FYI - there's a bug you might come across: sometimes, switching between tabs and/or closing them doesn't refresh the jump list to show the appropriate menu items (it gets stuck on OneDrive, even though you've close that tab). In that case, unpinning and re-pinning that window fixes the problem.
Likewise, you can pin Hotmail to your start menu: by doing so, it appears at the top of your pinned items, a list that Windows 7 keeps "sticky" above your most recently / frequently used programs. By default, you can drag-and-drop start menu items to re-arrange their order. Another setting, which we'll cover in another tutorial, is to use small start menu icons to be able to see more of them (hint: right-click on the Start button -Windows logo in the taskbar- and choose "Properties"). Just drag the Outlook.com icon from Internet Explorer's address bar, but this time drop it above the start button. Let go of the icon as soon as you see the "Pin to Start menu", otherwise the start menu will open, and you have to start over.
Just like with the jump list after you've pinned Hotmail to the taskbar, Windows will show additional functionality when your hover your cursor (mouse pointer) above the "Outlook.com" item in the start menu. Looks familiar? It's because it offers all the same shortcuts shown when you right-click on the taskbar button. Just pick your favorite approach! Clicking on the Outlook.com button itself would open your Hotmail inbox in its own Internet Explorer window (or show the login form, if you didn't choose to stay signed in).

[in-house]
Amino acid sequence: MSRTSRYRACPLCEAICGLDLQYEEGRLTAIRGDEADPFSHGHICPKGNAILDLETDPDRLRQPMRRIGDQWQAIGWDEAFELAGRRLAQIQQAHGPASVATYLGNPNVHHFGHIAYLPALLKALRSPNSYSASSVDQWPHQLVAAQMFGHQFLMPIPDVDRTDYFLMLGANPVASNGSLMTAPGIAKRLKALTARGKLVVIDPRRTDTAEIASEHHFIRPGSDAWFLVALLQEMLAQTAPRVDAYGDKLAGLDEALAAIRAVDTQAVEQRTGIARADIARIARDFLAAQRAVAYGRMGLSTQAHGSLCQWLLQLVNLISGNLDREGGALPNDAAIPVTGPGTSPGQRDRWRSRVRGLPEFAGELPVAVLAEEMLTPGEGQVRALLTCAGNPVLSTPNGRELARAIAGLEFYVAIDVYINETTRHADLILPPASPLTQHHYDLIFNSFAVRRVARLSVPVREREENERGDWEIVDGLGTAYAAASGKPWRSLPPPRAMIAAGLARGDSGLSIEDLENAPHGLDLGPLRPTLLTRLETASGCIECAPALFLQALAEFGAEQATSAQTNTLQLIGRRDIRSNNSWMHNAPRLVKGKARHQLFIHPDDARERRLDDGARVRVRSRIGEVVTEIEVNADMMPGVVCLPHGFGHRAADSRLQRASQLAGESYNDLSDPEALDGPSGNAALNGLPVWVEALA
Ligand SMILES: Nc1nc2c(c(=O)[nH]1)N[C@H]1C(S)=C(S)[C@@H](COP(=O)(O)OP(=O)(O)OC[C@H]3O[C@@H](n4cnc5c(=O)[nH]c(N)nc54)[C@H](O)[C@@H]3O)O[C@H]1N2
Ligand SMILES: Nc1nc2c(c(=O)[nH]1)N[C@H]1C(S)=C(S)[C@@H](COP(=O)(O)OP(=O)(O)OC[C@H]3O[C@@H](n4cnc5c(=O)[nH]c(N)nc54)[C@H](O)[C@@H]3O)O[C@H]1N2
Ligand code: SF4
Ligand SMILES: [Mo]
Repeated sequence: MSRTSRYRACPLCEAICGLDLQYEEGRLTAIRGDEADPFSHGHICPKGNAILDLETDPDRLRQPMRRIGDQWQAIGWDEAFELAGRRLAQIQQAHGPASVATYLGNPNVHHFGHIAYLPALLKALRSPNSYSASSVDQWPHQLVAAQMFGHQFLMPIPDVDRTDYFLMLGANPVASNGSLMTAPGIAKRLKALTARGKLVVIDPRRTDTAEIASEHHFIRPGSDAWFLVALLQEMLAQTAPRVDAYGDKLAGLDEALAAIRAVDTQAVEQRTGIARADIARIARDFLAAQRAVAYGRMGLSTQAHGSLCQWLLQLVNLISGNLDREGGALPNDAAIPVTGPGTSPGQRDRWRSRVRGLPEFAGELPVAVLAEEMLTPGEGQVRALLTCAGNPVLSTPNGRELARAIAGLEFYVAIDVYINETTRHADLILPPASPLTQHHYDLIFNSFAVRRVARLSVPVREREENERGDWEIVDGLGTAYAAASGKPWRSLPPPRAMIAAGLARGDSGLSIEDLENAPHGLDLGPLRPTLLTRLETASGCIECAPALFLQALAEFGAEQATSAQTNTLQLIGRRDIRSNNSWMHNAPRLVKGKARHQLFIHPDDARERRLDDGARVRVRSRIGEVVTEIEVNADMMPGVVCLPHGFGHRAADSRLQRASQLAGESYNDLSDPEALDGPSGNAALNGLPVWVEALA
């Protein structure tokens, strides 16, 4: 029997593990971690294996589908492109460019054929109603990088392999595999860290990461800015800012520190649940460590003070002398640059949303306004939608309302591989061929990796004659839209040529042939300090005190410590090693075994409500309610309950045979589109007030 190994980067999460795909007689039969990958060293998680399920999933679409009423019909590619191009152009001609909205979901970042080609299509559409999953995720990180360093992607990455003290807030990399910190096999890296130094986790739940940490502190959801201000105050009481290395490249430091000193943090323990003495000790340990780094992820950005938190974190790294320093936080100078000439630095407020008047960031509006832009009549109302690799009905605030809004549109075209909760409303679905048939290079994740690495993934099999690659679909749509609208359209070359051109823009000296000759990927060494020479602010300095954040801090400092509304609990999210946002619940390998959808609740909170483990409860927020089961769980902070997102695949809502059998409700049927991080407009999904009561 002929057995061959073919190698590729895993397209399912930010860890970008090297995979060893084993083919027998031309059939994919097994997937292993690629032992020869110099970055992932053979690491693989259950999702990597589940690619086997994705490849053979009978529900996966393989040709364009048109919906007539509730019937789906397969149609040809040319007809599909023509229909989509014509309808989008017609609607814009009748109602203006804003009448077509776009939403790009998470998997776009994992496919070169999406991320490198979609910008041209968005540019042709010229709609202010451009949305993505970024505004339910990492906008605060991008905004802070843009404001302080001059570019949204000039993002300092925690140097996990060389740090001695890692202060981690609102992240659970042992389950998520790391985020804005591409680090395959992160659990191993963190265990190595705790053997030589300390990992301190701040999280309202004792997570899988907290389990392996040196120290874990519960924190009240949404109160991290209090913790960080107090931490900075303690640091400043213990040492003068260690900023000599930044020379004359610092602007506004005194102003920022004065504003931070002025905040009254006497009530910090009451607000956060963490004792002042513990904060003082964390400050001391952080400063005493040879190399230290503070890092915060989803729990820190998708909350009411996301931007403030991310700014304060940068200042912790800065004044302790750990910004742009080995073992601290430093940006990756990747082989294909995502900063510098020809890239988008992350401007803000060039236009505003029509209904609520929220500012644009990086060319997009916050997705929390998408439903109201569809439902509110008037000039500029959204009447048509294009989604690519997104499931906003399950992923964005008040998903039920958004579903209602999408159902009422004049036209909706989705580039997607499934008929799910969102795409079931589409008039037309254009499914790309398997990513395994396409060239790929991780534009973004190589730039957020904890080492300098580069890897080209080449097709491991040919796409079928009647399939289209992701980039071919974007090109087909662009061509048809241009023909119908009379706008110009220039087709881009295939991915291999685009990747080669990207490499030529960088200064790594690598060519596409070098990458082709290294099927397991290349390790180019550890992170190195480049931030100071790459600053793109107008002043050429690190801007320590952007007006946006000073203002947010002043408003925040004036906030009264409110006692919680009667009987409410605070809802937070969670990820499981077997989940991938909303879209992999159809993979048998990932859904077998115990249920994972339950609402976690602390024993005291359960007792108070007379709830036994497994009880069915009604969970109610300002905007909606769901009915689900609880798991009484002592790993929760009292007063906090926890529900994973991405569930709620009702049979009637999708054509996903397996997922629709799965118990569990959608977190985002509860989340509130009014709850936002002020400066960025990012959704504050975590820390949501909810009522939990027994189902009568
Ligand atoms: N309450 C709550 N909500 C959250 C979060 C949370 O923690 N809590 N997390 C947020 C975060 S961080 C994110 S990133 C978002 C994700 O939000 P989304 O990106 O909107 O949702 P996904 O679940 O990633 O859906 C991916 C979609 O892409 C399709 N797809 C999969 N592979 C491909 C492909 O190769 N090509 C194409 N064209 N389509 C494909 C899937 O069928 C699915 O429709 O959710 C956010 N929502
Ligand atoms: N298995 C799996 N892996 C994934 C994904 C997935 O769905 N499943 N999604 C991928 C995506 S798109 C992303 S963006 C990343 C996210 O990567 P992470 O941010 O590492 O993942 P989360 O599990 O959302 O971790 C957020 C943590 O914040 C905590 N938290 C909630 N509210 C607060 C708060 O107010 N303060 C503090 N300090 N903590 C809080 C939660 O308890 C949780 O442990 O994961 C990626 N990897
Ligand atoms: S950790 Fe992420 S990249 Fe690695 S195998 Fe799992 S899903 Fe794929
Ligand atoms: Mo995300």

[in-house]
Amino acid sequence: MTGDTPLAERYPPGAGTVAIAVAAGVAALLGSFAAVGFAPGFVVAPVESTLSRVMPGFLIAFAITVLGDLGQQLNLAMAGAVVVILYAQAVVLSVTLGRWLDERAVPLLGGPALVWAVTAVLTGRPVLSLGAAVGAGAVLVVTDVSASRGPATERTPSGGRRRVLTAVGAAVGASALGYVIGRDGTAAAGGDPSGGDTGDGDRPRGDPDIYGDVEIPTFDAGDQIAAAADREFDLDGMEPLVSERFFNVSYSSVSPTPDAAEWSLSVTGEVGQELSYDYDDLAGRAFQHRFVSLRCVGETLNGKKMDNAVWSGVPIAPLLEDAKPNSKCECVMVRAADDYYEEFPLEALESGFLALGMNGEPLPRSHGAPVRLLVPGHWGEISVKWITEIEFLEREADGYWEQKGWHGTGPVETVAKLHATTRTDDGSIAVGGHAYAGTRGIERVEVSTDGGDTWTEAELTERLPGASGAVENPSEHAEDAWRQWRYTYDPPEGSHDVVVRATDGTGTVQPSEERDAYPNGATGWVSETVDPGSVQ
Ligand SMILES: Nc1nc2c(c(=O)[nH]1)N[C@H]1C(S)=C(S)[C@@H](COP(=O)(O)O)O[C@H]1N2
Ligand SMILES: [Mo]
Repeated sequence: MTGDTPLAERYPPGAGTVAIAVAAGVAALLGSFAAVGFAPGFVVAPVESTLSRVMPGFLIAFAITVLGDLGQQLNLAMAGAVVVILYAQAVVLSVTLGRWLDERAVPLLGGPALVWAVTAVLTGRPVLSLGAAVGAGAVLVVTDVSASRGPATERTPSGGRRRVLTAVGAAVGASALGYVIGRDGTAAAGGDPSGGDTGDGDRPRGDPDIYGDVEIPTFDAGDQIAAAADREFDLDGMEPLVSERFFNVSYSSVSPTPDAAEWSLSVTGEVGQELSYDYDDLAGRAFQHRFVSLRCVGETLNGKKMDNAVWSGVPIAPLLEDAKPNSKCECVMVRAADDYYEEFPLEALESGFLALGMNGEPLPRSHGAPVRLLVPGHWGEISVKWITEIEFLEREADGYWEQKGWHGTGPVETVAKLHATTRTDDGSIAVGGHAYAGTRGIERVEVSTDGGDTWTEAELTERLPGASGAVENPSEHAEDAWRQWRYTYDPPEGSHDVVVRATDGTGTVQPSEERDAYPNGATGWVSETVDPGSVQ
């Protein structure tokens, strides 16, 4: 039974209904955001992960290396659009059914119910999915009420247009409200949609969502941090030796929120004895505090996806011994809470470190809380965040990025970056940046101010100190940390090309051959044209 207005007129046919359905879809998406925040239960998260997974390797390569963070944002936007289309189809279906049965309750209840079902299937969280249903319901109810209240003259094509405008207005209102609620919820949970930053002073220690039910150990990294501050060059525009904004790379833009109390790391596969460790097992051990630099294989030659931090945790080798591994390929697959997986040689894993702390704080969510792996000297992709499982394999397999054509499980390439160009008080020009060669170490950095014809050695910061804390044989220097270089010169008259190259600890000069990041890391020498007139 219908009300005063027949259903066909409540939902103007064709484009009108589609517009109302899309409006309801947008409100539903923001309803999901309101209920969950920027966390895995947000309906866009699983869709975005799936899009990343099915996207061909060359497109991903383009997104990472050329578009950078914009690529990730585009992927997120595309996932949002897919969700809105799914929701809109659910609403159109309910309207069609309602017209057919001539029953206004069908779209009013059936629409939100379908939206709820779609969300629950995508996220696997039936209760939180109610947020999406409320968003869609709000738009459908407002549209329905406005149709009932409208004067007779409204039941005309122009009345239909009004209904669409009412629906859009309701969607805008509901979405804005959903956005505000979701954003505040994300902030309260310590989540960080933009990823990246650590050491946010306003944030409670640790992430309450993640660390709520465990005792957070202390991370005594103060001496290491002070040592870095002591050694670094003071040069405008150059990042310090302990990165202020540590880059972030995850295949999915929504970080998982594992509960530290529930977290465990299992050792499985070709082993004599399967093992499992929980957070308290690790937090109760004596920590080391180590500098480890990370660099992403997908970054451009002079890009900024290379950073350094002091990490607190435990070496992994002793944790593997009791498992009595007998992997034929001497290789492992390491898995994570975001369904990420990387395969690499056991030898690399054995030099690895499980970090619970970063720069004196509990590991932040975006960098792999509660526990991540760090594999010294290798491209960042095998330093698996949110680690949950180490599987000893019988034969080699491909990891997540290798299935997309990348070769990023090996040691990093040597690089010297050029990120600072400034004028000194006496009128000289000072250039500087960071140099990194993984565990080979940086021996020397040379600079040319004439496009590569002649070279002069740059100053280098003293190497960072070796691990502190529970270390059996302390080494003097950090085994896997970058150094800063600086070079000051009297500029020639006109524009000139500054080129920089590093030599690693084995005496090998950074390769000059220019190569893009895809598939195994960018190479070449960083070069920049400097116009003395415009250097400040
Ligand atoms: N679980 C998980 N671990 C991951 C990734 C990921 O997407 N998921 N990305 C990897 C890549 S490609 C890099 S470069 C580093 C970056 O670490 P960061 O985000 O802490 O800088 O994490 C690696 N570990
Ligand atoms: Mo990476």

To remove Hotmail / Outlook.com from your start menu or taskbar, just right-click on its start menu item or taskbar button and choose "Unpin from Start menu" or "Unpin this program from taskbar", as applicable.
You can use that functionality with any website or web app you want, as long as you first load it in Internet Explorer. The functionality you'll get out of it will depend on whether that app has been customized to take advantage of the site pinning and custom jump list feature.